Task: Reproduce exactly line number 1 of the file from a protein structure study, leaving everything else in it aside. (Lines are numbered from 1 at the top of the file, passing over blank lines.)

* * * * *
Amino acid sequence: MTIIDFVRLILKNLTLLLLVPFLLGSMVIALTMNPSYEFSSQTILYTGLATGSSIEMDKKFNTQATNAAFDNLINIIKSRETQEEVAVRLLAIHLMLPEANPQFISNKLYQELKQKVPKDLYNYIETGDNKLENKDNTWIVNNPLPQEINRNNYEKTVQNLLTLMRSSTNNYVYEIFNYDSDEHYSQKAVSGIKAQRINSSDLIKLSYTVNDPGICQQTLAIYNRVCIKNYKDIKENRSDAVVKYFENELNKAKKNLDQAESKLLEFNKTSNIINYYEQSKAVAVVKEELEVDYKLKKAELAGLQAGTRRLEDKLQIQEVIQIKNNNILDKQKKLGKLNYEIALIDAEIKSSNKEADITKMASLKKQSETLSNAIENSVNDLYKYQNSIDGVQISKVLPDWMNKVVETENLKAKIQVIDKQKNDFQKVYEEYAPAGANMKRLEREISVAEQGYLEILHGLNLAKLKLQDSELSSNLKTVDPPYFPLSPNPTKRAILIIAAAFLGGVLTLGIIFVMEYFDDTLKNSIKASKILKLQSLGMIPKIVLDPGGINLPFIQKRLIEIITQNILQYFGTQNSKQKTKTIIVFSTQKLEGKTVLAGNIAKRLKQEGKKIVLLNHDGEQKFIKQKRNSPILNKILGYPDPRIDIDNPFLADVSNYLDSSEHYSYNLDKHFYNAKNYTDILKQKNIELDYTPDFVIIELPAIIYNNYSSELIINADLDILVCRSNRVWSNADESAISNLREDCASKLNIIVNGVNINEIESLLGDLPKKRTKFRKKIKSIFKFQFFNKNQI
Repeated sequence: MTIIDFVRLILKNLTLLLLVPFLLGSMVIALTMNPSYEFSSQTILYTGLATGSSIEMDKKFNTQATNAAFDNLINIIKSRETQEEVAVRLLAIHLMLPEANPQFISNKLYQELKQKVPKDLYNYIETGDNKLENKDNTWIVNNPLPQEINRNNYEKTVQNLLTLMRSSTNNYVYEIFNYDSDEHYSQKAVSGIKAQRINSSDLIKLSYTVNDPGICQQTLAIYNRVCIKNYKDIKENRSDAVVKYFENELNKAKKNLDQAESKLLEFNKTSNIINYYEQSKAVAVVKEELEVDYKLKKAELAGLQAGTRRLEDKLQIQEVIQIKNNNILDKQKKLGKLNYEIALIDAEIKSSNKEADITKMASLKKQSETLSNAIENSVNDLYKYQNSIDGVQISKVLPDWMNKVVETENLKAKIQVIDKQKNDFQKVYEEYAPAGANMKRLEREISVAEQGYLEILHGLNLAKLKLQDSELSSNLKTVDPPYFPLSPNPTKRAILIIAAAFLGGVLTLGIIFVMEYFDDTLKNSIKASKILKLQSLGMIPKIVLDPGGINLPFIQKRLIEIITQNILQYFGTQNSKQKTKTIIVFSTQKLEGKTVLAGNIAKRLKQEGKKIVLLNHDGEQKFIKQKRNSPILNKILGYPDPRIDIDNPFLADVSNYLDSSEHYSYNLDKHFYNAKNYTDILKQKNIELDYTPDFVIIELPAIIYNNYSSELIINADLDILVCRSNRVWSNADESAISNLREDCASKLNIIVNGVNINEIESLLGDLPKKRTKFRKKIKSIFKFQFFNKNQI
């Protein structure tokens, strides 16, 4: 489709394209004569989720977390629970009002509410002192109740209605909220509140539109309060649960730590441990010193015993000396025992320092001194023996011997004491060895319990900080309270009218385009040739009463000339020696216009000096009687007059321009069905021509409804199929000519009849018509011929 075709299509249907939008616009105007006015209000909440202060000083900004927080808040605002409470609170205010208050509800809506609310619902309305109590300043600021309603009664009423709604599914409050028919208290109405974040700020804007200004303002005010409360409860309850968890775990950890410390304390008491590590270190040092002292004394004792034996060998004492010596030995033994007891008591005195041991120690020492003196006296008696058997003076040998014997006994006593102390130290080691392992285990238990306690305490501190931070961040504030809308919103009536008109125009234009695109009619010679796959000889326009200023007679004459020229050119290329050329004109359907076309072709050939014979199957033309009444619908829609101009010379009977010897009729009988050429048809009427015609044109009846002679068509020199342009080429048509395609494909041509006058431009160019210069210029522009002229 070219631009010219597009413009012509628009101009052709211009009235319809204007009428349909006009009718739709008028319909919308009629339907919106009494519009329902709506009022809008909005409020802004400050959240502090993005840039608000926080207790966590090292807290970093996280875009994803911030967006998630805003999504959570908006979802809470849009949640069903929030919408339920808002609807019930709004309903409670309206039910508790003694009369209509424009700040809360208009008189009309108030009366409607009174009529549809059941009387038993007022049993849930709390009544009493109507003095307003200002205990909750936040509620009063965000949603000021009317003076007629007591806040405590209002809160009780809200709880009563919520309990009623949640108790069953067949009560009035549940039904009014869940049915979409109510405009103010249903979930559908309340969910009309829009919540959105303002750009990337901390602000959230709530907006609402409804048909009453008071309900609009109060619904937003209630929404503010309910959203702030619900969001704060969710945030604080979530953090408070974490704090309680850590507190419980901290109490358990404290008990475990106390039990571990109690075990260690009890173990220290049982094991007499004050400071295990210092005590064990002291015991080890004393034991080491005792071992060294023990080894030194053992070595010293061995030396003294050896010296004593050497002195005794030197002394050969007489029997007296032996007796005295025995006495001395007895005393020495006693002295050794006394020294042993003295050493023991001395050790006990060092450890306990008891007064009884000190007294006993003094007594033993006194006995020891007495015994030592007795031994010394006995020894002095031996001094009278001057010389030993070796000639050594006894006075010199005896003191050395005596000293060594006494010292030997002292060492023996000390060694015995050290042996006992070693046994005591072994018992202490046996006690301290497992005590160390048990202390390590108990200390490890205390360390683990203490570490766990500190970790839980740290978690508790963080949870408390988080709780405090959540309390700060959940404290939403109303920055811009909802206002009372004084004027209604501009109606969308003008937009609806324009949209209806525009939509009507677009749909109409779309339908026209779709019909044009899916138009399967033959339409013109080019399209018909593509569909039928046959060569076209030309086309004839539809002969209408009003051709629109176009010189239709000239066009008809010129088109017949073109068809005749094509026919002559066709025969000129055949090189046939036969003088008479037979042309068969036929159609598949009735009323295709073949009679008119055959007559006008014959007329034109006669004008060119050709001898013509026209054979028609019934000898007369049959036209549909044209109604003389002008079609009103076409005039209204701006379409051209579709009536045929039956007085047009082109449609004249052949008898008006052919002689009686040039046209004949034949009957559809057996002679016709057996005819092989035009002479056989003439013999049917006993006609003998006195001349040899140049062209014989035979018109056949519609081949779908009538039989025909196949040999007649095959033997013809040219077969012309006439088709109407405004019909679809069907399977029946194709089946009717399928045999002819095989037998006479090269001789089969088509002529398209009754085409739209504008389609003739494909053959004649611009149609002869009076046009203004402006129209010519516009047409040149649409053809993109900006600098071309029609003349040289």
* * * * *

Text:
Amino acid sequence: MTIIDFVRLILKNLTLLLLVPFLLGSMVIALTMNPSYEFSSQTILYTGLATGSSIEMDKKFNTQATNAAFDNLINIIKSRETQEEVAVRLLAIHLMLPEANPQFISNKLYQELKQKVPKDLYNYIETGDNKLENKDNTWIVNNPLPQEINRNNYEKTVQNLLTLMRSSTNNYVYEIFNYDSDEHYSQKAVSGIKAQRINSSDLIKLSYTVNDPGICQQTLAIYNRVCIKNYKDIKENRSDAVVKYFENELNKAKKNLDQAESKLLEFNKTSNIINYYEQSKAVAVVKEELEVDYKLKKAELAGLQAGTRRLEDKLQIQEVIQIKNNNILDKQKKLGKLNYEIALIDAEIKSSNKEADITKMASLKKQSETLSNAIENSVNDLYKYQNSIDGVQISKVLPDWMNKVVETENLKAKIQVIDKQKNDFQKVYEEYAPAGANMKRLEREISVAEQGYLEILHGLNLAKLKLQDSELSSNLKTVDPPYFPLSPNPTKRAILIIAAAFLGGVLTLGIIFVMEYFDDTLKNSIKASKILKLQSLGMIPKIVLDPGGINLPFIQKRLIEIITQNILQYFGTQNSKQKTKTIIVFSTQKLEGKTVLAGNIAKRLKQEGKKIVLLNHDGEQKFIKQKRNSPILNKILGYPDPRIDIDNPFLADVSNYLDSSEHYSYNLDKHFYNAKNYTDILKQKNIELDYTPDFVIIELPAIIYNNYSSELIINADLDILVCRSNRVWSNADESAISNLREDCASKLNIIVNGVNINEIESLLGDLPKKRTKFRKKIKSIFKFQFFNKNQI